Former trade union official

and journalist George Stone

died recently after a short stay

in hospital.

Born in Fulham, London, in 1907, George began his work-

ing life making mock-up models of aircraft in wood, and

during the Second World War worked for the Aeronautical Inspection Department.

A member of the Independent Labour Party, George met his wife, Hazel, at a conference in Brighton. They married in Martha Street Registry Office, Glasgow, in 1954 and set up home in Croftfoot, on the south side of the city.

George worked for the left-wing publication, New Leader, before joining The Glasgow Herald in the early sixties as a sub-editor. His political leanings led him to become involved in the National Union of Journalists's Glasgow Herald chapel and he was elected father of the chapel.

In the mid-sixties, the NUJ National Executive in London decided that a full-time official should be appointed to look after the union's affairs in Scotland and Northern England.

George by this time was 59, and he felt that he was too

old for the job so did not

apply. His union activities in The Glasgow Herald had,

however, attracted the attention of the National Executive,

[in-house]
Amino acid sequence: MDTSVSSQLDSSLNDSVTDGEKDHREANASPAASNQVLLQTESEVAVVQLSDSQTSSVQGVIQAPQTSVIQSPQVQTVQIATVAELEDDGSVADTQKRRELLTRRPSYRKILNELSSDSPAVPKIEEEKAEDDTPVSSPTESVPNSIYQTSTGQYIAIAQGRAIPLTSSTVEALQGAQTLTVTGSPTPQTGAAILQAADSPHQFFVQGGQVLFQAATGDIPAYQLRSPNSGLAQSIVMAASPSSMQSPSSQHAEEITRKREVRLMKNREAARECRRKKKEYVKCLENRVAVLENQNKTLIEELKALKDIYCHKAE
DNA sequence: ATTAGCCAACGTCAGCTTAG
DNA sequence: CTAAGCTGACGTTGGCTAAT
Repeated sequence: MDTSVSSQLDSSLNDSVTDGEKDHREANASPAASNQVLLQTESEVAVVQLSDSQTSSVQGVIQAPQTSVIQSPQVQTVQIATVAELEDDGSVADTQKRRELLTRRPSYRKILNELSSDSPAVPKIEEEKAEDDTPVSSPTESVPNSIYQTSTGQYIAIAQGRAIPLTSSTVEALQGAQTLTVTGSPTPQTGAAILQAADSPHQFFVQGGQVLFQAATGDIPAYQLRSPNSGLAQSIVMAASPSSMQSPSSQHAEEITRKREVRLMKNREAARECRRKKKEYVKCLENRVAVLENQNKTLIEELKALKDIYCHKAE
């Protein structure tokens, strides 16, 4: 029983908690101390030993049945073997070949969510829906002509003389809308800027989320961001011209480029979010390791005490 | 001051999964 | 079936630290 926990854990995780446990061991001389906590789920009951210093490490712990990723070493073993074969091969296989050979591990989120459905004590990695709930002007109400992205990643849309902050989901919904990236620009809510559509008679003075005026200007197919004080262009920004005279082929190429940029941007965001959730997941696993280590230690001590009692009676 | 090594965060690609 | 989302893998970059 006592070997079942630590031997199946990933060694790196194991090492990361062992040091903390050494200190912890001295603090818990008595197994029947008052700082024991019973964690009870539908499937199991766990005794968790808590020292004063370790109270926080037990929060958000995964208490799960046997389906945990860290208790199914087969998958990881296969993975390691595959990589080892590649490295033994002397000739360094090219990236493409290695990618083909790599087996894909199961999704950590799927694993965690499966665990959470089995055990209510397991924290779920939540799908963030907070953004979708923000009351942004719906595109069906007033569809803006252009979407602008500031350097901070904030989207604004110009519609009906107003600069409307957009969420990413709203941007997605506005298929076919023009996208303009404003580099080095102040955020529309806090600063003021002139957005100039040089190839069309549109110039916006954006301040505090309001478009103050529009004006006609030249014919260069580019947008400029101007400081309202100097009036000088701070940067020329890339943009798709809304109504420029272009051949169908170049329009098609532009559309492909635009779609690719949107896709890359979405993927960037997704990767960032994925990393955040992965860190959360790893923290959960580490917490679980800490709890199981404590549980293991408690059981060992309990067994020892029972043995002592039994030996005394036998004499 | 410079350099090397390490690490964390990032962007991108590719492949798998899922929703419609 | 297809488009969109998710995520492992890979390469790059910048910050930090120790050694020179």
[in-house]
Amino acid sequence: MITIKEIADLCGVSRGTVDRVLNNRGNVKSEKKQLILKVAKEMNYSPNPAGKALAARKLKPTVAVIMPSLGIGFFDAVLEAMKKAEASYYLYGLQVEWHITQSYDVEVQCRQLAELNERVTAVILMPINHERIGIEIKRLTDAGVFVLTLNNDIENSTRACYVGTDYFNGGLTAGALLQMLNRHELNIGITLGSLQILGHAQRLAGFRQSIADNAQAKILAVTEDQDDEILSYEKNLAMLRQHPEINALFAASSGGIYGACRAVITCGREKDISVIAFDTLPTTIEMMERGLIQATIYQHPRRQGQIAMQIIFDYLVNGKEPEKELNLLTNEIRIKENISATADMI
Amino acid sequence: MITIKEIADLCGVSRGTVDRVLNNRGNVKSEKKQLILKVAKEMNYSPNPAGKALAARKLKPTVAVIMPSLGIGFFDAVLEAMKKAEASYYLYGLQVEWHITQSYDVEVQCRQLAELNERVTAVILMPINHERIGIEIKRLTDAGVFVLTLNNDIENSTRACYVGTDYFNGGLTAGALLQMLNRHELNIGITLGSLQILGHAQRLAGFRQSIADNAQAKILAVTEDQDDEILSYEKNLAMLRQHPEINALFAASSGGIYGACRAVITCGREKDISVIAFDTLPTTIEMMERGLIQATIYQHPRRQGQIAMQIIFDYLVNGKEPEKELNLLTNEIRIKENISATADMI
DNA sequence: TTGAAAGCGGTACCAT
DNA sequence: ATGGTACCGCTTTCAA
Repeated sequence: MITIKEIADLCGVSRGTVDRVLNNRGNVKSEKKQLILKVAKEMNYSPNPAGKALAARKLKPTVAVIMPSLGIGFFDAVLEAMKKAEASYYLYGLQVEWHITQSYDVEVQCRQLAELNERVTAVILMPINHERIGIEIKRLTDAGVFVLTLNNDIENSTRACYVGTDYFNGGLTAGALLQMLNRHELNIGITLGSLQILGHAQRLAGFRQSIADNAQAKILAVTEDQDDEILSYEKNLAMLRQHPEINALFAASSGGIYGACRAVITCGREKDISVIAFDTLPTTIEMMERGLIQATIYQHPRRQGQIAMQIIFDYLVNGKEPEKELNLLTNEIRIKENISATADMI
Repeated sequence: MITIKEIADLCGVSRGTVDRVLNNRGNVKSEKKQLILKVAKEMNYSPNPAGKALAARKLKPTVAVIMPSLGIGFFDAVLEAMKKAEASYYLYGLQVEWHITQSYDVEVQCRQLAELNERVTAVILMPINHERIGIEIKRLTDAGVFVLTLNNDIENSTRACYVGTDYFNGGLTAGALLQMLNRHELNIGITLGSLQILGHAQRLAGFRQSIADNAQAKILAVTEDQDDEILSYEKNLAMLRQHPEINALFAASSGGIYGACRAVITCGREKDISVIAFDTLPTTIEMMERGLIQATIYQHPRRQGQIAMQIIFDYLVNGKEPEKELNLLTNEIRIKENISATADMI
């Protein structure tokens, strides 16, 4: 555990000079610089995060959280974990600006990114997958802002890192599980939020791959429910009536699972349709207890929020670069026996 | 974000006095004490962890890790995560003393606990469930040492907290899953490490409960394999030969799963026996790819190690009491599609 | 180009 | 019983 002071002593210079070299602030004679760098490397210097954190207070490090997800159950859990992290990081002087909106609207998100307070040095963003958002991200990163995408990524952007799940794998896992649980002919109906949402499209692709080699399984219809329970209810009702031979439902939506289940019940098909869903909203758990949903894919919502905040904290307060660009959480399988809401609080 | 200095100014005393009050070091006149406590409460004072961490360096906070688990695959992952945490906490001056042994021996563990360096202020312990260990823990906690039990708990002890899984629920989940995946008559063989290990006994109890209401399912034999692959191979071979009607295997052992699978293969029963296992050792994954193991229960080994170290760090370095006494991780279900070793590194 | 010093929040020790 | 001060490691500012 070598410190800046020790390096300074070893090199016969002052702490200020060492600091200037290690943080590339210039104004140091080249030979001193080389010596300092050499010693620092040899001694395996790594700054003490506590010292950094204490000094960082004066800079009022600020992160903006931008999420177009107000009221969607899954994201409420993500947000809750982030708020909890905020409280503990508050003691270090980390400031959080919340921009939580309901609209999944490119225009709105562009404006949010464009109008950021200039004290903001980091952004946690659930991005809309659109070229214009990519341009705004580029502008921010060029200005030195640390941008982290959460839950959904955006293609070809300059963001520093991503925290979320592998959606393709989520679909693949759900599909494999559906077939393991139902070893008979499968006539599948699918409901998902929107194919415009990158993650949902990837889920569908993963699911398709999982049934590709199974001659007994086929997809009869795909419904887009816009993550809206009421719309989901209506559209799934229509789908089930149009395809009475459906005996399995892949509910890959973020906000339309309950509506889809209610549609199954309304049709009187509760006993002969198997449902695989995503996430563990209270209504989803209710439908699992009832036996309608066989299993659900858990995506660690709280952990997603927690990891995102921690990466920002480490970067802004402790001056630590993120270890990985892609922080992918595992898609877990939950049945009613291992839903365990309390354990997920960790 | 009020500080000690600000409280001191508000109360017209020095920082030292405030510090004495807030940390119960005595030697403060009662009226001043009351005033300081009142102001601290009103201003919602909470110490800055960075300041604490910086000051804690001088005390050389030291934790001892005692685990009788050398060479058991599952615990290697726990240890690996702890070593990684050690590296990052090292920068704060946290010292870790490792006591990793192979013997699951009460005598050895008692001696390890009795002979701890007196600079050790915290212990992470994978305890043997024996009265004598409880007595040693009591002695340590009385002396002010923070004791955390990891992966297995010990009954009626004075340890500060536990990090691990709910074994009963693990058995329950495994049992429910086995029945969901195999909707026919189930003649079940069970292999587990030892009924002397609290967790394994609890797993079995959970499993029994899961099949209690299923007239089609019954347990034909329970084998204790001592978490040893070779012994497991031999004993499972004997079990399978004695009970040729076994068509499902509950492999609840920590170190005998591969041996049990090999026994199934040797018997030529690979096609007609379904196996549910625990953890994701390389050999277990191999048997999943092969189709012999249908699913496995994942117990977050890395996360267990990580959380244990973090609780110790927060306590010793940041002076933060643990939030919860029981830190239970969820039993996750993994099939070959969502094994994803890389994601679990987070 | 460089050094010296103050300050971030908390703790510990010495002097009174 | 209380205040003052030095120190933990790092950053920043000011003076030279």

and the late Andrew Hargrave, an industrial reporter with

the Scottish Daily Express

and a member of the NEC, approached George and urged him to apply for the job.

George duly did so and in 1966 was appointed to the position. His arrival came at a time when the NUJ was in turmoil in Scotland. Until then, agreements with employers were on a national basis, but the various newspaper chapels at the Daily Record, Scottish Daily Express, and Glasgow Herald were agitating to be allowed to negotiate their own individual house agreements. This put them in conflict with union policy, which recognised only national agreements. George had the difficult task of trying to enforce the unpopular policy. This brought him into conflict with local activists who were taking unofficial industrial action to secure local agreements.

Despite these difficulties, George was a popular union official, and was held in high regard for his personal integrity. His straightforward and honest approach was appreciated

and helped to prevent the relationship between the membership and head office breaking down completely.

George retired in December, 1975 at the age of 69, and he and Hazel enjoyed a long retirement in their flat in

Shawlands, Glasgow, where they had moved to after 28 happy years in Croftfoot.

Away from politics, George's other passion was Fulham Football Club, and right to the end he followed their progress through the sports pages of The Herald.

He died peacefully in the Victoria Infirmary, Glasgow, where he had been a patient for three weeks. He is survived by his wife, Hazel.